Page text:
with the idea of making laptops avail
able for check-out, said Linda Roos,
coordinator of research support.
“The laptop program is a way to
provide computing access to students
as an extension of the lab that is already
in the union,” Roos said.
The new Dell laptops, valued at
$3,500 each, can be checked out free of
charge to UNL students.
In order to check out the new
machines, students must present their
student IDs and one other form of iden
tification at the information desk, Roos
said. They must also fill out two forms
- a checklist of the computer compo
nents they are using and a laptop
Students are then free to plug in the
laptops to any of 44 ports around the
perimeters of the main lounge and food
And soon, they may not even have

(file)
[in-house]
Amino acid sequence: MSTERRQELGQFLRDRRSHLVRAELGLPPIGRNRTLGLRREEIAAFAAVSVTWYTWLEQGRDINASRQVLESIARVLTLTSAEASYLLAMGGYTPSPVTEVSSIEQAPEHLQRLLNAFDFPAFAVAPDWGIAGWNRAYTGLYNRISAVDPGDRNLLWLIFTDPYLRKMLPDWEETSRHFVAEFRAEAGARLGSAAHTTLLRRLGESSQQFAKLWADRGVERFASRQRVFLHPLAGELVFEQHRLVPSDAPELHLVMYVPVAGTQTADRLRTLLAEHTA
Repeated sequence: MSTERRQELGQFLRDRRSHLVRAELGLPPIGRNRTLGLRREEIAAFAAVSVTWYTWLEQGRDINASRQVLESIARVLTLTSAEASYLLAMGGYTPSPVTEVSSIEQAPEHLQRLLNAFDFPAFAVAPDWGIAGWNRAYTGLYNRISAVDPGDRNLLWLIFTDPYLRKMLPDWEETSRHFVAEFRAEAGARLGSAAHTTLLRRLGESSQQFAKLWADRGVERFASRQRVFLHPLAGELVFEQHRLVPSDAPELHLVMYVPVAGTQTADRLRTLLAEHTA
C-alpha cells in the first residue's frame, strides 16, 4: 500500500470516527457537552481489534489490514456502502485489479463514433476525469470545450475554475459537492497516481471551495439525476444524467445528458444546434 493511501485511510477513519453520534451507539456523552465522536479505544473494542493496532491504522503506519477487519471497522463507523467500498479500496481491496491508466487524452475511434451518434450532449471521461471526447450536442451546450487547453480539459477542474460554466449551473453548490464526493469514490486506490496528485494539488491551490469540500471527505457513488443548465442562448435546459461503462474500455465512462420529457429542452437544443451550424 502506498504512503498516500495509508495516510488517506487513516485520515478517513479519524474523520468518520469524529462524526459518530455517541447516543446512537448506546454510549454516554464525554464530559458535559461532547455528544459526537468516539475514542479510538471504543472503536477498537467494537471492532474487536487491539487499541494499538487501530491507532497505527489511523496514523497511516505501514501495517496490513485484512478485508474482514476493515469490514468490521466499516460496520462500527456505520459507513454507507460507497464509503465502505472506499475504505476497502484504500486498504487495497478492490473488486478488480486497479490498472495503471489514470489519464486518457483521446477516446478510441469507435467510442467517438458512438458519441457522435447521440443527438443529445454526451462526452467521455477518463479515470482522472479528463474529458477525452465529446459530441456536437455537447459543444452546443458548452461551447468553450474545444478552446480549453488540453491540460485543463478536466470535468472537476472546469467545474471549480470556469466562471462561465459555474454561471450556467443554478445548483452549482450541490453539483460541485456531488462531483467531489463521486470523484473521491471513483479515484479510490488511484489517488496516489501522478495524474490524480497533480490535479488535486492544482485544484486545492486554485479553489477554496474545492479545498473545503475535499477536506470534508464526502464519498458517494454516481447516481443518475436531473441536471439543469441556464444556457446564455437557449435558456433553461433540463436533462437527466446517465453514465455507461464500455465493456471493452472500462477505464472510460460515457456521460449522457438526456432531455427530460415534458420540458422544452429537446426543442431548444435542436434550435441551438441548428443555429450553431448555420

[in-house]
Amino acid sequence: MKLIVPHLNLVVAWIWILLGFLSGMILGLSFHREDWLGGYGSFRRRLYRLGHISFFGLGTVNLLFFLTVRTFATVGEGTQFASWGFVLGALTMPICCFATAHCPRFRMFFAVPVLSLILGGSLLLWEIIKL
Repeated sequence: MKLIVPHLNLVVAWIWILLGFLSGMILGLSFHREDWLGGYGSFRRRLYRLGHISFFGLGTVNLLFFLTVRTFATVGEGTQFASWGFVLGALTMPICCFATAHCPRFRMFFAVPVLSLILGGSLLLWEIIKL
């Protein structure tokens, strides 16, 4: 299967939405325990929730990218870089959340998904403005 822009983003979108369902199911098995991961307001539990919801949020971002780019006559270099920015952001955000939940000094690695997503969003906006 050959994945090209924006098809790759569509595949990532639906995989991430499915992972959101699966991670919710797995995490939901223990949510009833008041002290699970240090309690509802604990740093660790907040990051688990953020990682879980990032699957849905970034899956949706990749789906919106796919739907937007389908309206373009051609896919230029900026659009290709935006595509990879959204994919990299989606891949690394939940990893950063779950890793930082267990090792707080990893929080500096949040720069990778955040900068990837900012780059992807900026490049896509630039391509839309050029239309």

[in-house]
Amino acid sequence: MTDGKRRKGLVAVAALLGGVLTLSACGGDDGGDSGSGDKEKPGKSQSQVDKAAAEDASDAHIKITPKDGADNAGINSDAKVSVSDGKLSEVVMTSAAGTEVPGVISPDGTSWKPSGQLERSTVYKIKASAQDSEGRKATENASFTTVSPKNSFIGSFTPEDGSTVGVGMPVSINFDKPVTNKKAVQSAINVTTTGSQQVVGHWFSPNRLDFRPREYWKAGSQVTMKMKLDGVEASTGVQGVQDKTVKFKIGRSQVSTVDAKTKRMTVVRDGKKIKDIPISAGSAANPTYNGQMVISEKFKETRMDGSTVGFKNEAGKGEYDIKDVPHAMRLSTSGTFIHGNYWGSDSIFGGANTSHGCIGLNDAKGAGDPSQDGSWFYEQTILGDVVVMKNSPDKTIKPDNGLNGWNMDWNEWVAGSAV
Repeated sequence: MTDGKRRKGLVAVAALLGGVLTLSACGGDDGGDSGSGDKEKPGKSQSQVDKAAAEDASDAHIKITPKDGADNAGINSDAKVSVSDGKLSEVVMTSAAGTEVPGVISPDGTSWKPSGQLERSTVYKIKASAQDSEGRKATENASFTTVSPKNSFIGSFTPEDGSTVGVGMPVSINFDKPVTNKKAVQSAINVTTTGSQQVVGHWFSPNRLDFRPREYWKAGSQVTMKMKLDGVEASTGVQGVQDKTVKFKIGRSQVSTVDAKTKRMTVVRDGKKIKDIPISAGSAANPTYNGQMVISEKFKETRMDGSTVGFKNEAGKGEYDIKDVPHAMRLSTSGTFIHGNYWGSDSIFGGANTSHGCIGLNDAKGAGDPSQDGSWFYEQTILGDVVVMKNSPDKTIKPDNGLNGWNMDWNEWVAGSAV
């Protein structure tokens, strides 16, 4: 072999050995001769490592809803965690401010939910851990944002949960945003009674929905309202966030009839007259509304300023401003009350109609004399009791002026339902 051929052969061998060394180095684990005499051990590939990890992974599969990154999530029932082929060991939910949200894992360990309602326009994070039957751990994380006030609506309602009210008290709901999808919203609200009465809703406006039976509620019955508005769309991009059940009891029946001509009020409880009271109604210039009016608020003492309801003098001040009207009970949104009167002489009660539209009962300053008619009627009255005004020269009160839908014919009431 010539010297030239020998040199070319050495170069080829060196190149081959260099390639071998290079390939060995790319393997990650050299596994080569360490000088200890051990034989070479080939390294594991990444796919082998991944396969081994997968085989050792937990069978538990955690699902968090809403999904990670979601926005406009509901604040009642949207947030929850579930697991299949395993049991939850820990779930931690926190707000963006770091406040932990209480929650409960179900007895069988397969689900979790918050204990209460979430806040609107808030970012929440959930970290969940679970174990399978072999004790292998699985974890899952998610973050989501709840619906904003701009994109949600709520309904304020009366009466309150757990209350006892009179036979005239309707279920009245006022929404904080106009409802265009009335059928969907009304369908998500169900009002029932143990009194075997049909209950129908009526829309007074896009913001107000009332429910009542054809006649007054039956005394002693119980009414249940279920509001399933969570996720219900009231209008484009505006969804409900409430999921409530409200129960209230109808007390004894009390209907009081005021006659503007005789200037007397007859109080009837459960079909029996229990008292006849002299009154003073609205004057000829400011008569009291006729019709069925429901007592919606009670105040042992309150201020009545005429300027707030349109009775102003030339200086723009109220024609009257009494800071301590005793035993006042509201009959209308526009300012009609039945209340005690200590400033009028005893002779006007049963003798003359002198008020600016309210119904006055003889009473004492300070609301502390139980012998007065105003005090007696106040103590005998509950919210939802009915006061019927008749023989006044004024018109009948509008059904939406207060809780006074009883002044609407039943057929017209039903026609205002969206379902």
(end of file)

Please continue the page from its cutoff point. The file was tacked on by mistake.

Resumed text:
to plug in.
“Once we started talking about
this, the creative juices began to flow,”
Within one month to six weeks, a
transmitter will be installed in the main
lounge that will have a range of 100
feet. The transmitter will allow stu
dents to use laptops and access the
Internet from almost anywhere in the
“We think that will pretty well put
us at the cutting edge of technology,”
Event to help students study abroad
By Katie Mueting
Students wishing to expand then
educations should consider expanding
the borders of their college campus.
And the Office of International
Affairs will be offering information to
make the experience of studying
The Spring 2000 Study Abroad
Extravaganza will be held today from
11 a.m. to 3 p.m. on the main floor of
the Nebraska Union.
Sponsored by International
Affairs in January and September, the
extravaganza will feature sessions on
study abroad programs, travel oppor
tunities, scholarships and financial
For some programs, studying